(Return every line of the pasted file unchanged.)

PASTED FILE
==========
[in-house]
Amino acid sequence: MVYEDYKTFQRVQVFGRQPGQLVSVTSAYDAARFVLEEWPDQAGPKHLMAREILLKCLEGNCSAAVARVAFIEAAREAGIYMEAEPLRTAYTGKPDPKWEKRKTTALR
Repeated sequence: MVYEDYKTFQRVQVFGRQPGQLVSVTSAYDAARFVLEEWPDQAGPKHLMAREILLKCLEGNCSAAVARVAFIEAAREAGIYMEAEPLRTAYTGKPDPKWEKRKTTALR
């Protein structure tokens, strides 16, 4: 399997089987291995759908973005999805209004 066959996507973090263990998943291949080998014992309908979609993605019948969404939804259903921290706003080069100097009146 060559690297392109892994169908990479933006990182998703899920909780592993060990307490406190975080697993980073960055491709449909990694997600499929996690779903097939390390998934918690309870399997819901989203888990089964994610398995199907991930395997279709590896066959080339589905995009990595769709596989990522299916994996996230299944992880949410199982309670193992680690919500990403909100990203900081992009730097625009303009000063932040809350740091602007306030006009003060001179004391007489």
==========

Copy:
[in-house]
Amino acid sequence: MVYEDYKTFQRVQVFGRQPGQLVSVTSAYDAARFVLEEWPDQAGPKHLMAREILLKCLEGNCSAAVARVAFIEAAREAGIYMEAEPLRTAYTGKPDPKWEKRKTTALR
Repeated sequence: MVYEDYKTFQRVQVFGRQPGQLVSVTSAYDAARFVLEEWPDQAGPKHLMAREILLKCLEGNCSAAVARVAFIEAAREAGIYMEAEPLRTAYTGKPDPKWEKRKTTALR
């Protein structure tokens, strides 16, 4: 399997089987291995759908973005999805209004 066959996507973090263990998943291949080998014992309908979609993605019948969404939804259903921290706003080069100097009146 060559690297392109892994169908990479933006990182998703899920909780592993060990307490406190975080697993980073960055491709449909990694997600499929996690779903097939390390998934918690309870399997819901989203888990089964994610398995199907991930395997279709590896066959080339589905995009990595769709596989990522299916994996996230299944992880949410199982309670193992680690919500990403909100990203900081992009730097625009303009000063932040809350740091602007306030006009003060001179004391007489």